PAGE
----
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Doerr, McNealy offer tech solutions to global warming

Sun Microsystems' Chairman Scott McNealy and tech investment guru John Doerr speak about potential remedies to the problem.

PALO ALTO, Calif.--If scientific predictions are correct, Silicon Valley could be underwater within a half a century. Green tech may be the life raft.

That was the caution and promise offered at an executive panel Wednesday here at the TechNet Innovation Summit hosted by Stanford University. Sun Microsystems Chairman Scott McNealy, Bloom Energy Chief Executive K.R. Sridhar and tech investment guru John Doerr spoke about the dangers of global warming and potential remedies to the problem.

For Doerr, much can be solved if the U.S. government takes the lead. "Our country needs a new energy policy," he said.

Ready with advice, Doerr outlined a four-point policy that he believes President Bush should adopt, come January. That policy includes a mandatory goal for all organizations to reduce emissions of greenhouse gases by 25 percent by 2010; the adoption of renewable sources of energy like solar and wind; a lesser dependence on oil by invigorating the biofuel industry; and investing in technology that can remove existing carbon dioxide from the atmosphere.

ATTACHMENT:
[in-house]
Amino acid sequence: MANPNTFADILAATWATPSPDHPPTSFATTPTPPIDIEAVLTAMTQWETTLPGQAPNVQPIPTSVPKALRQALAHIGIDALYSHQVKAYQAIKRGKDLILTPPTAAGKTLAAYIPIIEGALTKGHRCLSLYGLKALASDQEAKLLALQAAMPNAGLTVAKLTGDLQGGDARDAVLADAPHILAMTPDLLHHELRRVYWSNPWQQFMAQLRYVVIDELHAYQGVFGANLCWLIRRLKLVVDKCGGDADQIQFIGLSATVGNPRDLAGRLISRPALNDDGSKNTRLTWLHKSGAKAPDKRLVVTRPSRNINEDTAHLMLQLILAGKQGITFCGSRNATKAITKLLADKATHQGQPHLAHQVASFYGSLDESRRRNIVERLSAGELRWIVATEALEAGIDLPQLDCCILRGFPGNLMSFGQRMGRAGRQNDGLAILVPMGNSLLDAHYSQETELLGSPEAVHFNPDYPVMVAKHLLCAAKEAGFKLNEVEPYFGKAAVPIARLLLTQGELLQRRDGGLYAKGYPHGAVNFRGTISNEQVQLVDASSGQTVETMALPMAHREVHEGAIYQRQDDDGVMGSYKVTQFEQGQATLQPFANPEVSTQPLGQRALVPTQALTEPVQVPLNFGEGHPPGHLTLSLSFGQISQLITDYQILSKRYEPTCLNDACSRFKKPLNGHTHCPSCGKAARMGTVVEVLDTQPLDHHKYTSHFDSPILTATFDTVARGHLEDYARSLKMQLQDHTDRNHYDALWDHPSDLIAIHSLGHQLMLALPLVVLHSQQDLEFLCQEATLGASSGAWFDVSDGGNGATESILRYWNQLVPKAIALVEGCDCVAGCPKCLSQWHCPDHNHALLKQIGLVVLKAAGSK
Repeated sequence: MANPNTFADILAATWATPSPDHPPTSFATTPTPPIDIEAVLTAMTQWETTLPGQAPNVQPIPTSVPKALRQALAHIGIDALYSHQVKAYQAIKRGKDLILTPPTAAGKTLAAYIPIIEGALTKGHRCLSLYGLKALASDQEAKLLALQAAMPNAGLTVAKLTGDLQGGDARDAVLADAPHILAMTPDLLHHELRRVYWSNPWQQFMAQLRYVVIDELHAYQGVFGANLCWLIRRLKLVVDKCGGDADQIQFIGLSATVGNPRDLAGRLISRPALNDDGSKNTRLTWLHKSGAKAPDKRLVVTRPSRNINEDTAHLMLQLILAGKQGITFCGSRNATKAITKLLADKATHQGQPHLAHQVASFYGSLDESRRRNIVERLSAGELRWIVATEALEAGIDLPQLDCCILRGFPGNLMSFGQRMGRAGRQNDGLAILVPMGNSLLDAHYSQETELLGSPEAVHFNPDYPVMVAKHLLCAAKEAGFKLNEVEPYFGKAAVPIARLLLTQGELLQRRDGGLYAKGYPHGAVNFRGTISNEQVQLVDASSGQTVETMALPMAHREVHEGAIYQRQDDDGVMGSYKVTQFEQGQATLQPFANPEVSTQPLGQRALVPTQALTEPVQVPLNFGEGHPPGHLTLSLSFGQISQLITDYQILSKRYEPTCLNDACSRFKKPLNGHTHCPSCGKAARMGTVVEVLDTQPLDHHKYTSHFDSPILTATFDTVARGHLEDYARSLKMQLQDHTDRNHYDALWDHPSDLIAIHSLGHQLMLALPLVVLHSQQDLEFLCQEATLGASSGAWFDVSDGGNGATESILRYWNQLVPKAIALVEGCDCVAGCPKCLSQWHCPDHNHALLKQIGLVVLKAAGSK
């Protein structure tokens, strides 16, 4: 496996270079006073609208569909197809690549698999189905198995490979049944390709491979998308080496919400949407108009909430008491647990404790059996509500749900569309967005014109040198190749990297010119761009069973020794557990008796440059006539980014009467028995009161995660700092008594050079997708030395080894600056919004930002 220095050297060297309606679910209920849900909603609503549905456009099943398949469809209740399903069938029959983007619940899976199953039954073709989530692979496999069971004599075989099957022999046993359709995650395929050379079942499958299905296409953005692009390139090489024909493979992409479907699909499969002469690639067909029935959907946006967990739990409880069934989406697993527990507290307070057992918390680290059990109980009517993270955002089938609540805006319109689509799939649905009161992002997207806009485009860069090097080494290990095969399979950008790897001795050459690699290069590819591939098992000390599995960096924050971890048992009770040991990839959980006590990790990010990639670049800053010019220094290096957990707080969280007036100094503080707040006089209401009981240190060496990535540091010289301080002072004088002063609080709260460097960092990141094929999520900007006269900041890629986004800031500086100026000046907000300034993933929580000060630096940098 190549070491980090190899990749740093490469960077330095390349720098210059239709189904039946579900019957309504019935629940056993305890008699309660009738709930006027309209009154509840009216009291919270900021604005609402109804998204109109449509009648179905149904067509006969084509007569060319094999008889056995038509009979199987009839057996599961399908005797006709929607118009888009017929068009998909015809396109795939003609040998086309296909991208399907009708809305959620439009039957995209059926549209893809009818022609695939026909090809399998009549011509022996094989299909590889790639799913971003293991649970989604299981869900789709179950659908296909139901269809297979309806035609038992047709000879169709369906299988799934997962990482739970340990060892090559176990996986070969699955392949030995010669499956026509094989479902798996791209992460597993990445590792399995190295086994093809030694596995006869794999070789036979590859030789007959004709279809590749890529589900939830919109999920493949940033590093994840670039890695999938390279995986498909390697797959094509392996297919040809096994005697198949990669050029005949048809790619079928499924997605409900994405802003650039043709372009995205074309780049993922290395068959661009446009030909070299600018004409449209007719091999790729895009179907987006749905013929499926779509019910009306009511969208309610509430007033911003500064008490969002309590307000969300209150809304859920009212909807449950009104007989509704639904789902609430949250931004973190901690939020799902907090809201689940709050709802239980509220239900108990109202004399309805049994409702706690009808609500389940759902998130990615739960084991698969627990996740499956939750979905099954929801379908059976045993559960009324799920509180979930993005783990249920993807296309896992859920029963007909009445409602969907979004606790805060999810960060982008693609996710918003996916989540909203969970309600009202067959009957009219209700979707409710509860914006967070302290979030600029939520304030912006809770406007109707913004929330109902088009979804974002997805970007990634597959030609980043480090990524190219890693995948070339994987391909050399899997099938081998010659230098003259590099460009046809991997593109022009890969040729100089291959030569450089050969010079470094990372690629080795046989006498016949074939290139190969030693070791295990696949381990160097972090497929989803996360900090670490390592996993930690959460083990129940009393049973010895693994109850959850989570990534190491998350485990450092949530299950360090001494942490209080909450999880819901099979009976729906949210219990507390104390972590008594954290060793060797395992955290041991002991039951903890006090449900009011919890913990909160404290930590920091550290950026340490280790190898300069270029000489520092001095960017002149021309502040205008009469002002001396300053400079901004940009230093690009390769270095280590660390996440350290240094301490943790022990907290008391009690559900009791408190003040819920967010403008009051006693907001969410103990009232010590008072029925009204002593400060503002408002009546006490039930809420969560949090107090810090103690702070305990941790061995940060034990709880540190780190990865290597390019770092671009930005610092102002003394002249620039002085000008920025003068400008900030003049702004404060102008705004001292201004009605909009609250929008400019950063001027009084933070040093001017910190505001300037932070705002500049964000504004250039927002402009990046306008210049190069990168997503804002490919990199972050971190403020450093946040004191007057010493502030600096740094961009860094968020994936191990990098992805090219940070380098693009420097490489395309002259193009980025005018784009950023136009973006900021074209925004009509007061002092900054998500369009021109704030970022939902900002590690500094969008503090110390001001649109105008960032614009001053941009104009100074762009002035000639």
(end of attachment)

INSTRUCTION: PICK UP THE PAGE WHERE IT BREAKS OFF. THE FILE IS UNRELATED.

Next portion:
McNealy's solution to the energy consumption problem was entirely more personal. Half of , which helps reduce the energy generated by driving, McNealy said. And technology further helps encourage people to drive less (and therefore pollute less) through activities such as online shopping, remote banking and distance learning, he said.

"There are lots of individual things we can do," McNealy said. "I only shave once a week."

Both McNealy and Doerr, who's known for investments in Google, and Sun, referred to themselves as "raging capitalists" during the panel, as a way to highlight the view that being green can save costs and ultimately prove profitable.

"This is the biggest economic opportunity of this century," Doerr said.

Take Bloom Energy, which is developing fuel cell technology in the energy market that's worth more than a trillion dollars.

Sridhar said his venture aims to distribute energy production much like distributed computing, putting it in the individual's hands in order to boost efficiency of the whole network. For example, a house fuel cell working with a solar panel could produce enough energy to refuel your car, Sridhar said.

"It will come down to the way we distribute (energy) and consume," Sridhar said.

Doerr, whose venture capital firm Kleiner Perkins Caufield & Byers last year created a $100 million fund dedicated to green technologies, said that although public policy is key, he believes that small companies and entrepreneurs will lead innovation in this arena. Oil companies, he said, spend roughly 1 percent of their revenue on research and development.

"(The author) Margaret Mead said, 'Never underestimate the power of a small group to change the world,'" Doerr said. "I believe that's what will happen with green technology."